"There is potential there, but they are fooling themselves if they think it will be ready within 20 years," says Allison Macfarlane, a senior research associate with the Security Studies Program at the Massachusetts Institute of Technology (MIT).
Thus economic issues continue to limit the industry's expansion. Research continues, though, and the latest omnibus energy legislation includes more than $1.1 billion in R&D funding for a new advanced reactor for cogeneration of electricity and hydrogen fuel. To the degree research results in more cost-effective designs, the economic picture for new nuclear plants might begin to improve. But another key issue might limit the industry's long-term future: fuel supply.
"There is only enough uranium oxide available, at less than $30 a pound, to keep the global fleet of 352 GW running for another 45 years," says Henry Linden, the Max McGraw Professor of energy and power engineering and management, and director of the IIT Energy + Power Center at the Illinois Institute of Technology in Chicago. "I am a big advocate of resuming the development of breeder reactors."
Linden acknowledges, however, that the political climate in the United States remains hostile to breeder reactor development. The Argonne National Laboratory recently discontinued its development program, but not all research has stopped.
"Breeder reactors eventually will come back," Vine says. "The utility industry is not interested in pushing this solution at the current time, other than a clear recognition in policy that it is an important option for the future. Economics will not favor this solution for many years."
Yucca Mountain Blues
Two issues perennially dominate the policy debate: oil drilling in the Arctic National Wildlife Refuge and a permanent repository for spent nuclear fuel.
The Yucca Mountain debate recently cleared a critical hurdle-namely, in May and July 2002, the U.S. Congress officially approved the site for a national spent fuel repository, over the objections of the state of Nevada. This is the latest step in a process that began, depending on how you count it, in either 1954 or 1982. In any case, the nuclear waste disposal issue is a political football that has been bouncing along for decades and has already cost more than $7 billion.
Unfortunately, congressional approval by no means signals the end of the game.
"Yucca Mountain has been offered as a site for waste disposal, but the NRC has yet to receive a formal application, let alone agree to license it for waste disposal," Lochbaum says. "Even if all schedules are met, it'll be 2010 or so before Yucca receives waste shipment number one."
Meeting that timeline, moreover, will require the Department of Energy (DOE) and the NRC to execute a series of license applications, reviews, and planning processes, any of which hold the potential to delay or scuttle the project.
"The schedule includes a lot of major assumptions about requirements and statutorily imposed deadlines that the government has not shown the ability to meet," says John O'Neill, a nuclear industry attorney with Shaw Pittman in Washington, D.C.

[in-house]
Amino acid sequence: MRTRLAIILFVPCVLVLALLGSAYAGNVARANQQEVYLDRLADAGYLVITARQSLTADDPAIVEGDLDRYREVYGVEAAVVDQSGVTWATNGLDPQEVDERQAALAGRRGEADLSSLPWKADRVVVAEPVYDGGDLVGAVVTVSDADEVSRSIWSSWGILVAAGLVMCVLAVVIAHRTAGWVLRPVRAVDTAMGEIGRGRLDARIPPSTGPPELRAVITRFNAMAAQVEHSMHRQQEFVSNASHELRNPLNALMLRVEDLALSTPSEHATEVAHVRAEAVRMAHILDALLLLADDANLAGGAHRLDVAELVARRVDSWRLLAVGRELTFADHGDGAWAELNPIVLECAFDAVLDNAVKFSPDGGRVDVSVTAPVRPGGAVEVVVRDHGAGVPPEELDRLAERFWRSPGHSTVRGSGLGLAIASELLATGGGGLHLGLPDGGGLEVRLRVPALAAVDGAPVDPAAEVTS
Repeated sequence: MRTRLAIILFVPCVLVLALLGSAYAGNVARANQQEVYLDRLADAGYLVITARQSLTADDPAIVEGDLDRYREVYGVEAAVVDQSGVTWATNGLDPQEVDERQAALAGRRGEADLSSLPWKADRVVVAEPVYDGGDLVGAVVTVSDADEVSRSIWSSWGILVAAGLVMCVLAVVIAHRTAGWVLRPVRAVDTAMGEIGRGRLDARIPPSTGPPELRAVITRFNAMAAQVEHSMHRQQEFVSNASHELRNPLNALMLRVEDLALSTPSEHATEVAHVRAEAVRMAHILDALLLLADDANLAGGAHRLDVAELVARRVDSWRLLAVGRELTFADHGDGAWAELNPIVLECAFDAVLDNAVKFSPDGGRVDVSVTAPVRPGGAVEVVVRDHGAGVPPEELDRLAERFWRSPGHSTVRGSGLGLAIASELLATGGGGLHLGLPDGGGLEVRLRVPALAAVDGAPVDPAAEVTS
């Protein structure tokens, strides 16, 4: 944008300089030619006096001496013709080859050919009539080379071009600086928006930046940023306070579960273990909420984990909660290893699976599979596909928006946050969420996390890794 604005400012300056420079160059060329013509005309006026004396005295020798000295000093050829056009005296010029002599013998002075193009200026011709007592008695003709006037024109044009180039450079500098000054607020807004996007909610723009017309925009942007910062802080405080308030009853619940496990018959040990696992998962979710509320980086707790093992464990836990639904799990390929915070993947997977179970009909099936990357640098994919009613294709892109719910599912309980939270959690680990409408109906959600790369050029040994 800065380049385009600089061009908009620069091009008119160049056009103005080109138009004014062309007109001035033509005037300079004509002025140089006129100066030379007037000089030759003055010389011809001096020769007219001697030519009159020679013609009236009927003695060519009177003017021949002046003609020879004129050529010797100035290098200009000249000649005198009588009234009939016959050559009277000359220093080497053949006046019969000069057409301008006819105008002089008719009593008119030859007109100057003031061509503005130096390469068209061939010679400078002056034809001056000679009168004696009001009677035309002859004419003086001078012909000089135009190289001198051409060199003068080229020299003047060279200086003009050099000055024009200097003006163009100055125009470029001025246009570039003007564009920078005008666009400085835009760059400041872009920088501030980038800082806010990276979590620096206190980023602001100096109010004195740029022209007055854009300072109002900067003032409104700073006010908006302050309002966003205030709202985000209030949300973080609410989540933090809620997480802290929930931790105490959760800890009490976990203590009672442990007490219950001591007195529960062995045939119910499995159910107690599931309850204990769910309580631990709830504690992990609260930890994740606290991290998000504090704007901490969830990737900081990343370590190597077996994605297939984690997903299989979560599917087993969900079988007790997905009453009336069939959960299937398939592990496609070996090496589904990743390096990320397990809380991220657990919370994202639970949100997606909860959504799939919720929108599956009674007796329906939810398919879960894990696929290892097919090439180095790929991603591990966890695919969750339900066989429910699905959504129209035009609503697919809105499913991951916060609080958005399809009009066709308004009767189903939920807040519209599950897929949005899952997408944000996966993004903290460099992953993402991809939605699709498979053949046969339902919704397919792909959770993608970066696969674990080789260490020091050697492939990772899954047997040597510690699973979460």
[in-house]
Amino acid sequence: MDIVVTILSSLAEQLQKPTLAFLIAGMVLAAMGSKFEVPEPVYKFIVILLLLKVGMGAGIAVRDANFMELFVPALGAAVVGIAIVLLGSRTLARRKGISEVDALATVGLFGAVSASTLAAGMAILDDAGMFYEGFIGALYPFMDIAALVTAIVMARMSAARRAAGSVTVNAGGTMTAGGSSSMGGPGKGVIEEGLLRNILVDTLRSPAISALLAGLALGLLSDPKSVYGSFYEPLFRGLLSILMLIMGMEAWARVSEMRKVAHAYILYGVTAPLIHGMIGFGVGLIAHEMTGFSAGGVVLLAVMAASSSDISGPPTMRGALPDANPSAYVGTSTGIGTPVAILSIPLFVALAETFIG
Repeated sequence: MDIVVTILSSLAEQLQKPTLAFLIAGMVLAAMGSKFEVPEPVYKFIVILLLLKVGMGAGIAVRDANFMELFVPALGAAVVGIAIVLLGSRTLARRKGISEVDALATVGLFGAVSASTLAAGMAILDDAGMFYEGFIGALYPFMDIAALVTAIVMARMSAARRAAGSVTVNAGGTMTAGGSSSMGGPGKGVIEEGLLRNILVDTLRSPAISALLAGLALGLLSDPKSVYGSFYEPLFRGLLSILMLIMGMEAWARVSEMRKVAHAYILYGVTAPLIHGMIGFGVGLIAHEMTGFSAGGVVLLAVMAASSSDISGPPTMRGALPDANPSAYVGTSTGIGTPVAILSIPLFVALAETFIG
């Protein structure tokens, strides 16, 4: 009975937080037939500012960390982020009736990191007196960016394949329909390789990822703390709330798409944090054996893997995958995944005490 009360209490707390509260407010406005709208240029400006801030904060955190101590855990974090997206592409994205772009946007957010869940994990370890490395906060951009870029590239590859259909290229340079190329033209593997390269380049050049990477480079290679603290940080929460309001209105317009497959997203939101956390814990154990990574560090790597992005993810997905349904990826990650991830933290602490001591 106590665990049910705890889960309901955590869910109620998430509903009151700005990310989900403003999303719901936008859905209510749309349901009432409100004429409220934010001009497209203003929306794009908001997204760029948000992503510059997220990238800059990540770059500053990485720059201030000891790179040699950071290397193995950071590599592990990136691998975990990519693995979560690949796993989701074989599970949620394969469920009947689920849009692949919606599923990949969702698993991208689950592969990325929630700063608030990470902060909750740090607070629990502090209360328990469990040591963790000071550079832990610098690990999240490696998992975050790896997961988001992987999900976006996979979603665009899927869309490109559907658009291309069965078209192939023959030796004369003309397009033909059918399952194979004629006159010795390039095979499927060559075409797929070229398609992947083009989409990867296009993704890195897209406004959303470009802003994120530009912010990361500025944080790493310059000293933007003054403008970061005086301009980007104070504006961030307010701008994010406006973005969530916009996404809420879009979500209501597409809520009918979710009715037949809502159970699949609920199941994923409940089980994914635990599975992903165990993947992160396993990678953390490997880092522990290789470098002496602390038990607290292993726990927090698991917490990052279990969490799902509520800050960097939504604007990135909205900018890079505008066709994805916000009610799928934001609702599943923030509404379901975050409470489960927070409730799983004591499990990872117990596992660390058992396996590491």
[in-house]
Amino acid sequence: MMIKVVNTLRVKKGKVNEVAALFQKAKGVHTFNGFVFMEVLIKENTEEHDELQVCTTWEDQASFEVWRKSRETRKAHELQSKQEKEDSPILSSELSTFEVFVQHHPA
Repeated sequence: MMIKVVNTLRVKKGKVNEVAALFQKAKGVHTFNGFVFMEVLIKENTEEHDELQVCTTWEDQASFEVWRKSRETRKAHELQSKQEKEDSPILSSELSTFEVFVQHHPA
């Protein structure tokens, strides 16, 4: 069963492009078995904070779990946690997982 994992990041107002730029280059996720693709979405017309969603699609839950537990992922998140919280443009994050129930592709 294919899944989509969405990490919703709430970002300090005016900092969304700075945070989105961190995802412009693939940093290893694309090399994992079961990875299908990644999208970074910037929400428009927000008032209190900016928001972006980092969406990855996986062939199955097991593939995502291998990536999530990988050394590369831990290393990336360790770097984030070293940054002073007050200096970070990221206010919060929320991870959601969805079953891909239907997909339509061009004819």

Additionally, the entire Yucca Mountain plan involves transporting spent fuel across thousands of miles of roadways and railways-effectively through millions of backyards. Irrespective of whether the plan poses any appreciable public-health risk, the potential NIMBY problem is staggering.
"The opposition is dormant, but it will grow very quickly," says Robert Kahn, a siting consultant based in Mercer Island, Wash. "You'll always have NIMBY opposition, but nuclear waste is in a unique category of unwanted land uses."
Kahn explains that the mass-media and instant communications technologies of the 21st century make NIMBY sentiment a particularly treacherous problem for siting any type of nuclear facility. "Because of the Internet, we have seen an exponential increase in the potency of NIMBY opposition," he says. "It allows opponents to share information and rhetoric faster than ever before."
Disputes like the recent one at Prairie Island in Minnesota illustrate how long-term storage issues could prevent the industry's expansion. The plant's owner, Xcel Energy, reached agreement in mid-May with the state legislature and the local tribal authority to expand its onsite dry-cask storage capacity, but only after a drawn-out battle that might conceivably have forced the plant to shut down.
To the degree Yucca Mountain is delayed, the industry's growth will be constrained-if for no other reason than state regulators' reluctance to approve new nuclear plants without certain knowledge that a national repository will be made available to store spent fuel.
"The courts have said that the deadlines mean something, and damages will accrue while the industry is waiting," O'Neill says. "The delay increases capital costs for existing facilities and creates disincentives to go forward with construction of new nuclear plants."
To a certain degree, the waste-disposal issue represents a red herring that anti-nuclear groups have used as a rallying cry against the industry. The true safety issues involving transportation and storage of spent fuels are relatively minor, compared with more credible risks to public health: terrorism and weapons proliferation.